Transitions are a major part of everyday life for everyone. Whatever the environment, (home, school, or in the workplace), transitions naturally arise. Transitioning requires a person to have the ability to stop an activity, possibly change locations and begin something new. Transitions involve not only a change to a different place, but also a change in thinking pattern to a different topic. Some teenagers with autism may have difficulties associated with changes in routine or changes in environments, and may have a need for “sameness” and predictability (Mesibov et al., 2005).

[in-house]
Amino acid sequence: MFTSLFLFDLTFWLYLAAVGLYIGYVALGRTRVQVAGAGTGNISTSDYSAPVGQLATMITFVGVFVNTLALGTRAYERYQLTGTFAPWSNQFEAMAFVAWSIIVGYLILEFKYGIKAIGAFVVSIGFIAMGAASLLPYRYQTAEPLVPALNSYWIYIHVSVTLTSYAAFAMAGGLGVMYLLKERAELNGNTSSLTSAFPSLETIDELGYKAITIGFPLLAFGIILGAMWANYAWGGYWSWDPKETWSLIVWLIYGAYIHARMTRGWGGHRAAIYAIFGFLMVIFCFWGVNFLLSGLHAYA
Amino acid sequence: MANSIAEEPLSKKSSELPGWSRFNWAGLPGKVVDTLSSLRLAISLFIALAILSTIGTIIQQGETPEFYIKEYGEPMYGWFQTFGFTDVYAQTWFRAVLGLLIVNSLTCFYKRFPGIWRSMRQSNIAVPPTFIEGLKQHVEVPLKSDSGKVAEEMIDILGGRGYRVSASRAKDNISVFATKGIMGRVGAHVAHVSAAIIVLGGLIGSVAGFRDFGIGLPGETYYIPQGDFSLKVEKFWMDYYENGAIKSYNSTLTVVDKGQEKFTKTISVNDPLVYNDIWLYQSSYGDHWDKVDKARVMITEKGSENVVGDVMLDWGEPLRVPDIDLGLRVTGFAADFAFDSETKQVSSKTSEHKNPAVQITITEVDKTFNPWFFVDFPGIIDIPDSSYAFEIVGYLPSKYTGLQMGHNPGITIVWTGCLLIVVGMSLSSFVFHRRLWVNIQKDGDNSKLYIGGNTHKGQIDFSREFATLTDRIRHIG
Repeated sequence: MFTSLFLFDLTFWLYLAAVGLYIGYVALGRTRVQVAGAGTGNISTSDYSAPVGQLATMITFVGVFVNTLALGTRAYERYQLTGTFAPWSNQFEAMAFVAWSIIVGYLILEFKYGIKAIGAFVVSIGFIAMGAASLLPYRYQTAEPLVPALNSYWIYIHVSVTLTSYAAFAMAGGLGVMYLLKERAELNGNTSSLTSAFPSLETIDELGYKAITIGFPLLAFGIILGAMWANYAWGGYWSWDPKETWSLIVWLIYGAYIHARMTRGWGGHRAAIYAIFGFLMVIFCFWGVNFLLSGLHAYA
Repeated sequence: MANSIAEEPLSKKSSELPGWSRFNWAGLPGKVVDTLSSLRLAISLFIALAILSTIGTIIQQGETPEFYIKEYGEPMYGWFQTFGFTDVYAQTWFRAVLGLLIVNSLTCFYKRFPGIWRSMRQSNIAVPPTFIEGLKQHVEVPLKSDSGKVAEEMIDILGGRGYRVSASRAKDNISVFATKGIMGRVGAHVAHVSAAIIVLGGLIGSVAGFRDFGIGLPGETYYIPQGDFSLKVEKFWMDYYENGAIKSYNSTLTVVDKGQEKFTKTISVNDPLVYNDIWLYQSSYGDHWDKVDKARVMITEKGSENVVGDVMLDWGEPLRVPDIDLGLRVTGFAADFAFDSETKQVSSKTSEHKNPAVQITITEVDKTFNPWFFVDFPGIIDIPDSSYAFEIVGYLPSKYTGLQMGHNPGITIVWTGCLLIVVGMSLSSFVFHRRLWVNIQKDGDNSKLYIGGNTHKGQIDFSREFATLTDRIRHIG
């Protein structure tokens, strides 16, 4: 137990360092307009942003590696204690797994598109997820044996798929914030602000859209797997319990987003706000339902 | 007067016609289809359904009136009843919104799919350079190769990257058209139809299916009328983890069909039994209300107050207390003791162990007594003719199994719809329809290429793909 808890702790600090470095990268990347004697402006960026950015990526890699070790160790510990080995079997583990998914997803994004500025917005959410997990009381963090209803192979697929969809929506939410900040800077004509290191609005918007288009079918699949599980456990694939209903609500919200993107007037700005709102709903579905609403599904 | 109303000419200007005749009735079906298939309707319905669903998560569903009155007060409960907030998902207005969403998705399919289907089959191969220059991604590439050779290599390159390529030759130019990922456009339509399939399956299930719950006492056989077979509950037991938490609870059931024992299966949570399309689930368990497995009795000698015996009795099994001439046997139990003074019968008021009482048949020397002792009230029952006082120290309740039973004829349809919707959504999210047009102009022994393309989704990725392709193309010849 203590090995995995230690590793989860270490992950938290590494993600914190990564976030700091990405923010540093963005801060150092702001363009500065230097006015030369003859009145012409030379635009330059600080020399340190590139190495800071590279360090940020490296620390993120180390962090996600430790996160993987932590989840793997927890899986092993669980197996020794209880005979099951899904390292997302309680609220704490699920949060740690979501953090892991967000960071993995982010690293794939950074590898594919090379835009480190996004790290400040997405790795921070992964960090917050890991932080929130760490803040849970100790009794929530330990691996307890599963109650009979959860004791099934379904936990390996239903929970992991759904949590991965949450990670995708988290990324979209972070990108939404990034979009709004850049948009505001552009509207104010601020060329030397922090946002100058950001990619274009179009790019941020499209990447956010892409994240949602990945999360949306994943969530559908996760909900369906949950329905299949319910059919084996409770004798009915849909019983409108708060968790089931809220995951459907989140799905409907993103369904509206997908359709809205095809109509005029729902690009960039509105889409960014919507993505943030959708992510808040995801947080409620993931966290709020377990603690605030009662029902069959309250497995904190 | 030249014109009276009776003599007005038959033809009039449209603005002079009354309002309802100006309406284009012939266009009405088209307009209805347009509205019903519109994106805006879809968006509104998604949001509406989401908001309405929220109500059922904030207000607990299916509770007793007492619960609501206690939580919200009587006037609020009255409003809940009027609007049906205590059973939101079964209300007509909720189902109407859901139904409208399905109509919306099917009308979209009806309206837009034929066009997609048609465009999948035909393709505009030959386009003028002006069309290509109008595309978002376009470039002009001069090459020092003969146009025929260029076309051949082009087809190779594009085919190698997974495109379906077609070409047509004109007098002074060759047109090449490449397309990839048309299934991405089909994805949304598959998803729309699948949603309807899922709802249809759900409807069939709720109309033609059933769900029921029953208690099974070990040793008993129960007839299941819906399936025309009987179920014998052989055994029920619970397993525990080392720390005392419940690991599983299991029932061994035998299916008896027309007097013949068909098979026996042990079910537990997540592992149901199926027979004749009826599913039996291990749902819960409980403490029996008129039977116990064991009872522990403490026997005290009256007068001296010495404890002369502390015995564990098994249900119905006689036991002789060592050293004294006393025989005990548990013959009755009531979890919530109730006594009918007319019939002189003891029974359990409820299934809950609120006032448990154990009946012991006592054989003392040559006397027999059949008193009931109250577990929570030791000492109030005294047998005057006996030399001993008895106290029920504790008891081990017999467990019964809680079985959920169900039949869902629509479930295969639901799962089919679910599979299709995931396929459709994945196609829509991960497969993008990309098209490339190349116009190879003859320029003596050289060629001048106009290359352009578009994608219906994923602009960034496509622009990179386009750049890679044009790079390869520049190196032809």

Transitions may be challenging because some individuals with autism may have difficulty with:
- Understanding verbal instructions or explanations
- Sequencing and remembering information or steps of an activity
- Recognising the subtle cues leading up to a transition (i.e. students packing up their materials, teachers wrapping up their lesson, other students getting their lunches out)
- Changing routine or behaviour
- Anxiety levels and emotional regulation which can impact behaviour during transitions
This section introduces some tried and tested strategies that may be useful for teenagers before, during and after transitions.
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